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Bakrid or Id-ul-Zuha

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There are various festivals in the Muslim calendar. But Bakrid or Id-ul-Zuha is one of the most celebrated festivals among Muslims all over the world. It is a day of sacrifice for the Muslims. According to legends.

It all started with a dream in which Allah directed the patriarch Prophet Ibrahim to sacrifice his son Ismail. It was Ibrahim's faith in Allah and his son's faith in his father that were on test. Before performing the sacrifice Ismail tied a cloth around his father's eyes. But when Ibrahim opened his eyes he found his son safe and sound.

In his place lay a dead dumba or ram. It is in honour of this test of faith that Muslims around the world sacrifice an animal on the occasion of Id-ul-azha to show their allegiance, faith and sincerity towards Allah. In India the Muslims mainly sacrifice the goat, which is why the occasion is spoken of in Urdu as Bakhr or Bakrid. The festival is to celebrate the strong faith of those devoted to Islam.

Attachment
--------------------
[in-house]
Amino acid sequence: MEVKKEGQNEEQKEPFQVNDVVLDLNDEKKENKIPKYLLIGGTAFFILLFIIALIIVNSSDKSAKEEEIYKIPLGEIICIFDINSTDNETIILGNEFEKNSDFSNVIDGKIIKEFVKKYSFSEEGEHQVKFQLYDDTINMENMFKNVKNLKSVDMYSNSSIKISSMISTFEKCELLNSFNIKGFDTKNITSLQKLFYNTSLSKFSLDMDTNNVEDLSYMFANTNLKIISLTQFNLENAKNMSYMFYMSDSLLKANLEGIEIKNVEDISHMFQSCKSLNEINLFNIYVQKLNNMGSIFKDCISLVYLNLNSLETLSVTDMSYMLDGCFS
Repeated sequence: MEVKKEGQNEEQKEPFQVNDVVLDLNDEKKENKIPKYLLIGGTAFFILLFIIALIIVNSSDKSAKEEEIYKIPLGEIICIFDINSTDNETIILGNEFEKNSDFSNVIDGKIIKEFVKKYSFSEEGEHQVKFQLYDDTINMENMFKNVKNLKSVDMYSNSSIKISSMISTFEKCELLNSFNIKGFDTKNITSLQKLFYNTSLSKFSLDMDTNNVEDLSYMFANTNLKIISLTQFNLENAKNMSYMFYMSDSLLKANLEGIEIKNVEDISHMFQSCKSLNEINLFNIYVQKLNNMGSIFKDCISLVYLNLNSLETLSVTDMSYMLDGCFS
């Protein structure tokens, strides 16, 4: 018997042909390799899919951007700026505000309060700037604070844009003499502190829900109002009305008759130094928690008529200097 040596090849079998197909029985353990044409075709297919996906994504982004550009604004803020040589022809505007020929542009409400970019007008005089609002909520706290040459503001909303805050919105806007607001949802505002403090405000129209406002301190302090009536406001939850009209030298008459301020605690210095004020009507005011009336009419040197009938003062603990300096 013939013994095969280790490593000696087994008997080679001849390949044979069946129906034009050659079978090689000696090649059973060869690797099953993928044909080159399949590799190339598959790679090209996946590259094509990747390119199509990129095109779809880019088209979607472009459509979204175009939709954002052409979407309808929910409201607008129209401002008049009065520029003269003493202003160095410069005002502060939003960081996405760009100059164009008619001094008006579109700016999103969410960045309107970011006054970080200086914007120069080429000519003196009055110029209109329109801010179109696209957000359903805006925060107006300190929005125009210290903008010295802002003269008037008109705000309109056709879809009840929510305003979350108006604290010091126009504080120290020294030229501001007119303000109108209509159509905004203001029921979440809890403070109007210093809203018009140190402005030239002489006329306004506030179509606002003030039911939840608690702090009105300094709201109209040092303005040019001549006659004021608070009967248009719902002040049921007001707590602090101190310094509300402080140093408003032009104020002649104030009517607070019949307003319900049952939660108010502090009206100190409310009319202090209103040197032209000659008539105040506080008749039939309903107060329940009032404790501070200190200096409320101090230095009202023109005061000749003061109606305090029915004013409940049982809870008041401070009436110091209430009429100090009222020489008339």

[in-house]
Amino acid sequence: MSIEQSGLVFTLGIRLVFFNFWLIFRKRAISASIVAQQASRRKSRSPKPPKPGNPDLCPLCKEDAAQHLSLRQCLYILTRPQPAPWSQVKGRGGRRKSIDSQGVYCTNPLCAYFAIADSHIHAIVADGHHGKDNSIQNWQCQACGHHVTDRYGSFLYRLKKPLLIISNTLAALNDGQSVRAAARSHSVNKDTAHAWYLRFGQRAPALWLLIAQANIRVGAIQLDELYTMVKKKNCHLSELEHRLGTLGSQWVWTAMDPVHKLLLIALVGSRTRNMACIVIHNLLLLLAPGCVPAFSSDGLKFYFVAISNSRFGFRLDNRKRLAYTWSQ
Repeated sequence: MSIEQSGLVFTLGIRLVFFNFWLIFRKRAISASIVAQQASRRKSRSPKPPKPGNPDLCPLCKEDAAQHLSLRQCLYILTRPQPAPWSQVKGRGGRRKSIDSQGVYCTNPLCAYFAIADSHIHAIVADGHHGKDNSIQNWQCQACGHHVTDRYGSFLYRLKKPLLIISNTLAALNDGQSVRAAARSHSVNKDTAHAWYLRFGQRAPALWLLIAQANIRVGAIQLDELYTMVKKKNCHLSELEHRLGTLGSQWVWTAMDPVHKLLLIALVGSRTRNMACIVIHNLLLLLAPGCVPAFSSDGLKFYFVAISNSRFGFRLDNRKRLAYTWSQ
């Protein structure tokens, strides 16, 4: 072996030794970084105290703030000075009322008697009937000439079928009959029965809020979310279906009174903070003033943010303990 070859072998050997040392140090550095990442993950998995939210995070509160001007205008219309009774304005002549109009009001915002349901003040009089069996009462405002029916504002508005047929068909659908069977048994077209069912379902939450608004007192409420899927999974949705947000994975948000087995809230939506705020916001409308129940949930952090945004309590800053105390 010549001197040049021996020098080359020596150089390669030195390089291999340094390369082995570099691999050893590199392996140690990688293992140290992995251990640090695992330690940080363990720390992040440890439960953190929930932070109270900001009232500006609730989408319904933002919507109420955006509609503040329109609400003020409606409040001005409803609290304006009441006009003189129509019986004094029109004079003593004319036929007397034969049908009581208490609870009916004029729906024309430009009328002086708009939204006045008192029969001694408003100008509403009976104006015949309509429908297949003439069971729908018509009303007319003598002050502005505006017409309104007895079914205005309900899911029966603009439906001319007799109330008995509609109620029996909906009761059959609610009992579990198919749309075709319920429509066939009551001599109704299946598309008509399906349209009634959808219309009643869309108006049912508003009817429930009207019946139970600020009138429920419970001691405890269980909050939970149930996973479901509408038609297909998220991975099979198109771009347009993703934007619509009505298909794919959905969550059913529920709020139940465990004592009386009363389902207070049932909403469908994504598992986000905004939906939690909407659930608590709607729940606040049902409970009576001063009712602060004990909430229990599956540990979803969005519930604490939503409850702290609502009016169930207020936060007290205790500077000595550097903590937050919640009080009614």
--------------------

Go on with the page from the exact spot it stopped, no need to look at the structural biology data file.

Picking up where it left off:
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The festival coincides with the anniversary of the day when 'Quran' was declared complete. It is from when many Muslims undertake Haj to Mecca and people offer prayers in mosques. On the day of Id, the pilgrims reach the grounds of Mina where they sacrifice an animal each. It was here that Ibrahim is believed to have sacrificed his son. The pilgrims then shave their heads.

The purpose is to be one with the millions of devotees who converge to Mecca each year for the Haj. The sacrificial meat is distributed after the ceremony among friends and family members. Special delicacies and sweets are prepared on the occasion. The celebration of Bakrid starts from the tenth to the twelfth day in the Islamic month of Dhu'l Hijja.

On the Id day people wear new clothes, offer prayers, and visit each other and exchange greetings. There are special prayers, which take places on the three days of Id. Ceremonial prayers, and feasts are part of this festival.

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